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Birdman fails to take off

Review: Batman star Michael Keaton's praiseworthy turn as a washed-up movie star only just saves this comedy

By Andrew Johnston

Birdman (Or the unexpected virtue of ignorance) (15, 119 mins) Starring: Michael Keaton, Emma Stone, Edward Norton, Naomi Watts, Zach Galifianakis, Andrea Riseborough, Amy Ryan, Lindsay Duncan, Director: Alejandro G Inarritu. (3 out of 5)

Birdman - alternatively titled The Unexpected Virtue of Ignorance - is arguably the most disappointing film of the year. Not because it's terrible, but because it has a synopsis and a cast list so enticing that it could hardly be anything but a letdown.

Who wouldn't want to see Michael Keaton play a washed-up superhero actor attempting to mount a comeback as a Broadway director? Or Edward Norton as the intolerable, womanising method actor he begrudgingly hires to appear in his play? Or Emma Stone as Keaton's sarcastic, ex-druggie daughter?

We're talking Batman, the Incredible Hulk and Spider-Man's girlfriend Gwen Stacy in a wry spoof on Hollywood.

Yet despite being shot in bravura fashion to give the impression of a single, continuous take, Birdman never quite takes flight.

It yearns to be a hard-hitting satire, but ultimately falls prey to the same plot contrivances and cop-out twists as the films it's mocking.

Filmed in and around New York City's real St James Theatre, it's certainly a visual treat, as the dull browns and reds of backstage mix with the light and sparkle of Broadway.

The cinematography is deserving of the highest praise, and the acting is already generating serious awards chatter. The film is also very funny in parts. However, as enjoyable as it is to hear Keaton's self-loathing Riggan Thomson decry a seedy dressing room because it "smells like balls" or to watch he and Norton's smug Mike Shiner wrestle semi-nude on the floor before the latter seduces Stone's Sam Thomson, the movie is scuppered by the fact we never care about any of these people.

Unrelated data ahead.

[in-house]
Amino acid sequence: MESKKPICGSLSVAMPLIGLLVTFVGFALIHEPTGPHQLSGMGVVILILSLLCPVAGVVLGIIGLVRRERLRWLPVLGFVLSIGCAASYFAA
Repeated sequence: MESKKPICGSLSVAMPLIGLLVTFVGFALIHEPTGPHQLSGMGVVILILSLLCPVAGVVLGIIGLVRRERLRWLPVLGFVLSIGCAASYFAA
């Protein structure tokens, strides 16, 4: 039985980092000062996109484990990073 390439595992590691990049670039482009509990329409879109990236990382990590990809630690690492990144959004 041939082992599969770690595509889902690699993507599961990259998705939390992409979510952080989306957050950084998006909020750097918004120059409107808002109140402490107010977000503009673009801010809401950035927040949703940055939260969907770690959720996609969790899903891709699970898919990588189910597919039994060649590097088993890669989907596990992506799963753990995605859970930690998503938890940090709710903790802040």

Birdman is as hip, ironic and postmodern as movies come, but Inarritu and co-writers Nicolas Giacobone, Alexander Dinelaris Jr and Armando Bo forgot to give it any heart.

The story follows Riggan's struggles to mount an adaptation of Raymond Carver's short story What We Talk About When We Talk About Love, featuring himself in the principal role. In the lead-up to opening night, he contends with diabolical co-stars, suffers apparent lapses in sanity and tries to resist using his dubious clout as a one-time Tinseltown bigshot to promote the play.

Yet for all his efforts, Riggan finds his past follows him around in the shape of intrusive autograph hunters, sniffy theatre critics and scornful fellow thespians.

It's a delicious concept, and Keaton is his usual, mesmerising self. It's tempting to read Riggan's predicament as a thinly veiled version of the erstwhile Bruce Wayne's own, real-life situation. Indeed, the only significant difference seems to be that Riggan stopped playing Birdman after three movies, whereas Keaton downed Batman's cape and cowl after two.

The ultimate irony is the star could win the best actor Oscar for a film that essentially mocks his own career curve. If so, let's hope it leads to more work for one of modern cinema's most consistently underrated actors.

Having Keaton at its core, Birdman doesn't quite crash to earth, but with the superb acting and a cracking concept poorly served by underwritten characters, it hovers dangerously close.

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